04 September 2017

Can you tell us about yourself, what is your background?
I have worked in mental health as a Psychologist across a variety of settings for over 15 years and enjoy meeting people from diverse backgrounds and hearing about their different life experiences.  I am passionate about equality and ensuring that everyone has a voice, being a strong advocate for empowering service users and carers.

Why did you become a Governor? 

There are two main reasons.  Firstly, I wanted to get more involved in making improvements to my local community in Hackney.  Secondly, having worked on the front line as a clinician and seeing vast changes in the NHS over the years, I often felt frustrated that there was only so much I was able to do within my role in the healthcare system.  Being a Governor meant I would not only have a different overview of my local NHS, but also the opportunity to use my experience to influence the NHS from a more strategic and holistic point of view.  

How did you get involved with the Trust as a Governor?
A large part of the role of a Governor is listening to the experiences and needs of our service users, carers and staff, and being able to represent the key themes in other forums such as the Council of Governors' meetings, smaller more focused committees and working groups or in public meetings.  I took every opportunity I could find to meet with our members to hear what matters most to them, and then execute the second main aspect of our role which is holding our Non-Executive Directors to account.  This could, for example, take place whilst reviewing the performance of the Trust at Board meetings with our Executive and Non-Executive Directors, looking at areas such as finances or data which shows how well we are doing across a number of different monitored areas.

What are your key goals as Deputy Chair of the Council of Governors?
The Council's Quality Improvement Project this year is focusing on measuring the impact of the Council's work, which will assist us in monitoring our performance as individuals and as a collective.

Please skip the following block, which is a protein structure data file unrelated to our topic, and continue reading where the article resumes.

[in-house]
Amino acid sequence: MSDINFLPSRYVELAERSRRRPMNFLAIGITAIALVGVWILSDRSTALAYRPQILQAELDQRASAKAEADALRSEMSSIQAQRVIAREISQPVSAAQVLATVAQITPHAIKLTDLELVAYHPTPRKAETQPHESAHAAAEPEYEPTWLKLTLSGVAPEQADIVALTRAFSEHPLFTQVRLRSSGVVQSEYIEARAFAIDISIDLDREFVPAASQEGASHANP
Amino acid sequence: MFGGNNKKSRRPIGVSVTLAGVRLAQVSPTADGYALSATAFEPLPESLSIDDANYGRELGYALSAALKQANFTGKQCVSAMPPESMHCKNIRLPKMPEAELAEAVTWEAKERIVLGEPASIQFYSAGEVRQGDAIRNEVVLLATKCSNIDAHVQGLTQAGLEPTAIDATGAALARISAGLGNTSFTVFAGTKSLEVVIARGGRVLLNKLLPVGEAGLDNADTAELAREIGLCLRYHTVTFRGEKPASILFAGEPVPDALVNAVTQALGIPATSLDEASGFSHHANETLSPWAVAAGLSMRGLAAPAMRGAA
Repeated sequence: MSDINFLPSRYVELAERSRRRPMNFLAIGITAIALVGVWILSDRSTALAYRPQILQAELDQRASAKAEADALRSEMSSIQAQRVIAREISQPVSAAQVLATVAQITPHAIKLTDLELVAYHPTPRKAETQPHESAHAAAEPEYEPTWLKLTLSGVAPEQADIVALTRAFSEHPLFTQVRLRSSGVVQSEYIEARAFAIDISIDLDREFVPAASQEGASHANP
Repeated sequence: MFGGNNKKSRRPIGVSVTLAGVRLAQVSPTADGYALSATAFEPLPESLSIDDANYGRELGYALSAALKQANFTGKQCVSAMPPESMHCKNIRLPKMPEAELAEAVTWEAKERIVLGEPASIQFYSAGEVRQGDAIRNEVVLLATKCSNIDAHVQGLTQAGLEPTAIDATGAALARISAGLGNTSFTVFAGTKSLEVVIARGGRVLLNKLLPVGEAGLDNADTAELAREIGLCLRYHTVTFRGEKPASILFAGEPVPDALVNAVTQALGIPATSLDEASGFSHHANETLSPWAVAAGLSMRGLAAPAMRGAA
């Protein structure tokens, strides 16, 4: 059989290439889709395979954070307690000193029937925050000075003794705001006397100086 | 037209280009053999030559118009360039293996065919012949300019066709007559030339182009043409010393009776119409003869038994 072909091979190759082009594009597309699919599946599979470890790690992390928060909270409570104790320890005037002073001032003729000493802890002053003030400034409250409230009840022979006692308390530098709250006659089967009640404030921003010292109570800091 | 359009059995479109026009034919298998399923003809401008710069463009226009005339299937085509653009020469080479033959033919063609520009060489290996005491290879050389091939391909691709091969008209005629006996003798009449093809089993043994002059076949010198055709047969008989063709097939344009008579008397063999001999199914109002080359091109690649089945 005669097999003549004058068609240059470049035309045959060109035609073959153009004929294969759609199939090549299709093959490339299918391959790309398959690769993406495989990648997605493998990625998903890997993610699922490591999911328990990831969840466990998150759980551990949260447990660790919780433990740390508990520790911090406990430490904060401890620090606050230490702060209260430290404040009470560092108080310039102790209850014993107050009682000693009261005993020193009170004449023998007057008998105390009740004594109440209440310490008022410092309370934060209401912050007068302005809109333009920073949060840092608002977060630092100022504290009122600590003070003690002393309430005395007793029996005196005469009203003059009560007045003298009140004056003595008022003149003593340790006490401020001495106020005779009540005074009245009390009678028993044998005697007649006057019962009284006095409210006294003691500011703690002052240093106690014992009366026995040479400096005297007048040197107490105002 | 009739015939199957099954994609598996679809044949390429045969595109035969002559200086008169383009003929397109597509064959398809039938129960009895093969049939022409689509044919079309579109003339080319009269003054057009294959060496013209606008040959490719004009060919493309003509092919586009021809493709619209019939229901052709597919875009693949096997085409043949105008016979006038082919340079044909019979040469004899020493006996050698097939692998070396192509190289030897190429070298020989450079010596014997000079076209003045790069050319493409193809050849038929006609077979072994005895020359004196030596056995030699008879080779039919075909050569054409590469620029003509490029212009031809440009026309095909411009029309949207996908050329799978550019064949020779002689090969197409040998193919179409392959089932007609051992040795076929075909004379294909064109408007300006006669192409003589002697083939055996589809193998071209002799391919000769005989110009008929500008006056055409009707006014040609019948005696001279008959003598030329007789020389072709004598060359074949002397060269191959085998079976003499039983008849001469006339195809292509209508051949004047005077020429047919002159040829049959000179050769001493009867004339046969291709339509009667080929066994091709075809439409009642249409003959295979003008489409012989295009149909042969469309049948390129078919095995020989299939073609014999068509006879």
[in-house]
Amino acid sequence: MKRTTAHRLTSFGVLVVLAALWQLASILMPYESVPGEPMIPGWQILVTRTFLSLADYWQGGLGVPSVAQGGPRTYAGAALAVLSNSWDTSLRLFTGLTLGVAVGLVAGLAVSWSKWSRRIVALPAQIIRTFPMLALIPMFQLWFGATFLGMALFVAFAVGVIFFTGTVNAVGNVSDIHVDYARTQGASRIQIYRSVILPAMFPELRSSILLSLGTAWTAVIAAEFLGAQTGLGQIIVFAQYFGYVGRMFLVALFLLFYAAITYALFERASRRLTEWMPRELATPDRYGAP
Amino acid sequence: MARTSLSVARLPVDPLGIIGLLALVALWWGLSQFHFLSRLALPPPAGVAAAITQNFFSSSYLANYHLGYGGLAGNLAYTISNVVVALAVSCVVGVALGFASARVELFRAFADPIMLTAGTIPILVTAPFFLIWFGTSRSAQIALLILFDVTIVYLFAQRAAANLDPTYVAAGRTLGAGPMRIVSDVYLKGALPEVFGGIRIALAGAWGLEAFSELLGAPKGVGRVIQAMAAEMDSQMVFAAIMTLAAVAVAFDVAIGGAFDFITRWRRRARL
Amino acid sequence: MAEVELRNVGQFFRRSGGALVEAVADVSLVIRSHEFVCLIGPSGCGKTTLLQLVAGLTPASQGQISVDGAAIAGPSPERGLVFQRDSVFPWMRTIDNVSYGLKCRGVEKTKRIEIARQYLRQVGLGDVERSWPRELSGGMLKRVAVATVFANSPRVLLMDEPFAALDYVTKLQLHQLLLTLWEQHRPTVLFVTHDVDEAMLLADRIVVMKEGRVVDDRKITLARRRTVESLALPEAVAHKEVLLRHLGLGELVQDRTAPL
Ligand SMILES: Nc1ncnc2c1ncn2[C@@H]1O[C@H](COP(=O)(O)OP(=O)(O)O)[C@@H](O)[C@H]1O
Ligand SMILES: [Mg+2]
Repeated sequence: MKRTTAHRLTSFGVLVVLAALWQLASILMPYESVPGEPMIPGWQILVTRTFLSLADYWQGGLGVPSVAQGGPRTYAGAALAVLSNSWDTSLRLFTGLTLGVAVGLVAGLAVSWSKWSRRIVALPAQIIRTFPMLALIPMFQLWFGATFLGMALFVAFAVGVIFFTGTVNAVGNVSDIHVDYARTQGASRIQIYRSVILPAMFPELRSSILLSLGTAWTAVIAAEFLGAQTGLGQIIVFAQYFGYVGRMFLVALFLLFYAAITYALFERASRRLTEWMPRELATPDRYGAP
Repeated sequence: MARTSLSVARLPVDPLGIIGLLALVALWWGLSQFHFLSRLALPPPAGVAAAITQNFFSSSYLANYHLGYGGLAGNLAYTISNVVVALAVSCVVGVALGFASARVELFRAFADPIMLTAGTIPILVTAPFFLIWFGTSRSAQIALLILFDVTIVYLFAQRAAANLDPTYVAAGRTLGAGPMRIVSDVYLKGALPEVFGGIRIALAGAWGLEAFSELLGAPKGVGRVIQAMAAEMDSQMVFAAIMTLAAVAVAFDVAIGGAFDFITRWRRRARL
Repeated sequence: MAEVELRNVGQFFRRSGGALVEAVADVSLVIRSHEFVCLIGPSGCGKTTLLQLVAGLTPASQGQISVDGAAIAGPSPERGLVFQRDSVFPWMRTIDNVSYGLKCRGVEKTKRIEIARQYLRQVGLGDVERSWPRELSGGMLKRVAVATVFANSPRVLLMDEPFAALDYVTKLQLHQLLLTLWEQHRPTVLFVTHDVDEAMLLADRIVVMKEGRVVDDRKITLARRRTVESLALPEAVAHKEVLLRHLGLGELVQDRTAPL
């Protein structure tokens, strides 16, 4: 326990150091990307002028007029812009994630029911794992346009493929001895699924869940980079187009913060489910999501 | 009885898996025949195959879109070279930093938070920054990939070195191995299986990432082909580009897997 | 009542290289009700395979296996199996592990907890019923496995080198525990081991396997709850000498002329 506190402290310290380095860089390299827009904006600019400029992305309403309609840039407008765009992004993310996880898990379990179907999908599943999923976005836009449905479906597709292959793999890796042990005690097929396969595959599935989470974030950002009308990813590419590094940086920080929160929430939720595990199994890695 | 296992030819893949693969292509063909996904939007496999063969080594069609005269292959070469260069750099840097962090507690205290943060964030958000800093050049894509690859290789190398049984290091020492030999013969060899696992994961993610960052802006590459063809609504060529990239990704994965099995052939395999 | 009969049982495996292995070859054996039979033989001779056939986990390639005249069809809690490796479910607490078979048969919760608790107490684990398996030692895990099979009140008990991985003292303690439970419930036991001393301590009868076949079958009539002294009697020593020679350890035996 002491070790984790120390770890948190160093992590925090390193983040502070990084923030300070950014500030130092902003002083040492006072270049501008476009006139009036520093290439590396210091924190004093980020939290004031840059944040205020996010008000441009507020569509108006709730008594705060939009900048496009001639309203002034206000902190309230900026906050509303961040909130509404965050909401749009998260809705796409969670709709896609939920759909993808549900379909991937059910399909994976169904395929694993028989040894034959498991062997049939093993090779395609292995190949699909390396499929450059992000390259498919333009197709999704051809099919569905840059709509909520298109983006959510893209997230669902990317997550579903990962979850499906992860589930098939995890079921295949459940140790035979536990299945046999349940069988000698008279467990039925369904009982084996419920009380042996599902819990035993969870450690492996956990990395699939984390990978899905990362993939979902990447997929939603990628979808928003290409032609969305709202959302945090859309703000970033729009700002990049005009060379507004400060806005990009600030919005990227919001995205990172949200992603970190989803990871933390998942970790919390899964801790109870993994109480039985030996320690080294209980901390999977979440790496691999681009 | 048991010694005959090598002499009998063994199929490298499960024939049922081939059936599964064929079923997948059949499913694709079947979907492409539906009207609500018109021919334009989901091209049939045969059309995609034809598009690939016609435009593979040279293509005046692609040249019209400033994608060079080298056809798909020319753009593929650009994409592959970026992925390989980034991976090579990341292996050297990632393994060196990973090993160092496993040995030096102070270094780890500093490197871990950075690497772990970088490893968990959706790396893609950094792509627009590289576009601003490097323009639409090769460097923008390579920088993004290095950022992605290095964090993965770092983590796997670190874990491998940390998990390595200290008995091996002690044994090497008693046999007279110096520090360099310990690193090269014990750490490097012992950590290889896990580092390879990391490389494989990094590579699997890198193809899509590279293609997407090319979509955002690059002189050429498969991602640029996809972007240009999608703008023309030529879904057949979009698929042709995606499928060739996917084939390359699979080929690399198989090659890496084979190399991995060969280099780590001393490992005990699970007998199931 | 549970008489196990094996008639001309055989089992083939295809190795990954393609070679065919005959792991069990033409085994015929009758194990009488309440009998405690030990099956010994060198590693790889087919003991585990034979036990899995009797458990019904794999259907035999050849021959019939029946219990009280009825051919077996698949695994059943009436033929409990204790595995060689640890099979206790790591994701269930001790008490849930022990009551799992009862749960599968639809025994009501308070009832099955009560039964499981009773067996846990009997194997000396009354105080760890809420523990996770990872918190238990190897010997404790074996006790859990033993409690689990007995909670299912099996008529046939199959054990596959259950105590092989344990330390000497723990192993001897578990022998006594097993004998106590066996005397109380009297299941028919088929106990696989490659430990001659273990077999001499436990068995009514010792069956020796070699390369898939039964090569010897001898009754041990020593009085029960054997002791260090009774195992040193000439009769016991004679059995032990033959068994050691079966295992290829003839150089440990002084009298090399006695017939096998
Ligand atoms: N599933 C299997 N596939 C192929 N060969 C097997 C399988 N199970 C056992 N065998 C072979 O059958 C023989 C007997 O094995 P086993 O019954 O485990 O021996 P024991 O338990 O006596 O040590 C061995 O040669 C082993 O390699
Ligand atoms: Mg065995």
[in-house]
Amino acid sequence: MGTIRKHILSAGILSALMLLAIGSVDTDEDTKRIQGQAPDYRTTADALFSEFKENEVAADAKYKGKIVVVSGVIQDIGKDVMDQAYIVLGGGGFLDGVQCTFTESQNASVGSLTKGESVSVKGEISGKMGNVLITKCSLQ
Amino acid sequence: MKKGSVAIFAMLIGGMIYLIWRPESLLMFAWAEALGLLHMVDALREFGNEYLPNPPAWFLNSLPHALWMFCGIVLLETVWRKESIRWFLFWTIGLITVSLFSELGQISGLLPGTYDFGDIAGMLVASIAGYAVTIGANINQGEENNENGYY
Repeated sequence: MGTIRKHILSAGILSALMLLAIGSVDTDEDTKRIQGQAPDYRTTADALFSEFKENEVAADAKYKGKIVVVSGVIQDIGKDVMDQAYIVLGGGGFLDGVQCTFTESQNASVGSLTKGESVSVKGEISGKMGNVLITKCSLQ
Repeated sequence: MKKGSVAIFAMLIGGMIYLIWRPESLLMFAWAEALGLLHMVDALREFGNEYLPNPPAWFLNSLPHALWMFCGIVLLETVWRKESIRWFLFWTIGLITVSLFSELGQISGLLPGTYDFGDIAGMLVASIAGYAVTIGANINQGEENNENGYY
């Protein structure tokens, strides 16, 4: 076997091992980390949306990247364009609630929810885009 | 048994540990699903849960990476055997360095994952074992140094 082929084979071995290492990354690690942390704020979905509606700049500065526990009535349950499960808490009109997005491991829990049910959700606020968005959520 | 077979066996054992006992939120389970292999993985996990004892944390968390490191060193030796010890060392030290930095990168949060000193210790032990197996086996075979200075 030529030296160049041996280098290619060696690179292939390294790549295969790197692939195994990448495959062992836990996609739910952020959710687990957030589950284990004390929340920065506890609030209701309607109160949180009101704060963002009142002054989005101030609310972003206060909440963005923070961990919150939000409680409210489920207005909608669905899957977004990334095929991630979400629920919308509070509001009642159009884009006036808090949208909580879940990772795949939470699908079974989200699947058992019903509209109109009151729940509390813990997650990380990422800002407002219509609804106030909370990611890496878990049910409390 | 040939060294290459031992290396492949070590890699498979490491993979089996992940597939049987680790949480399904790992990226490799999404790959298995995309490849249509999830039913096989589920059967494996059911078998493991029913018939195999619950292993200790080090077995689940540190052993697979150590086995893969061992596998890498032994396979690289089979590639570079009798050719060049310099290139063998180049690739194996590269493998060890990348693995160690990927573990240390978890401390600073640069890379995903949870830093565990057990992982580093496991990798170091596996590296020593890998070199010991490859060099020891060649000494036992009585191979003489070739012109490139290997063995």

How do you think the Trust can do better?
I think the next steps for the Trust is to spread their knowledge and expertise as leaders in mental health, on both a national and international level, as we are already beginning to in our publications and liaising with other partnership organisations.  I love that our service users and carers are always at the centre of everything we do.  I think we can improve by integrating this further into our practice, not just working with, but in our local communities.  I would like to see mental and community health becoming a common language throughout our society, not just in our services, with a focus on prevention rather than cure.

What do you do to relax?

I love spending time with friends and family, travelling, and constantly learning and experiencing new things.  I enjoy all sorts such as good food, music, sports, films, theatre, and volunteering.  I'm always trying to find the right balance between getting out and about doing things, versus cosying up at home and putting my feet up.

What is the most interesting place you’ve visited and why?
One of the most profound places I've visited is the Taj Mahal in Agra, India.  It is usually nature that makes me feel humble and grounded, however this was truly one of the most breathtaking, man-made creations I have ever seen. I literally stopped and stared at it all day.  A very magical, serene sight which changes with every new angle of the sun.

If you would like to stand as a Public or Staff Governor for the Trust please contact the Membership Team by emailing  membership@elft.nhs.uk or call 0800 032 7297.   Nominations are now open and close at 5pm on Tuesday 12 September 2017.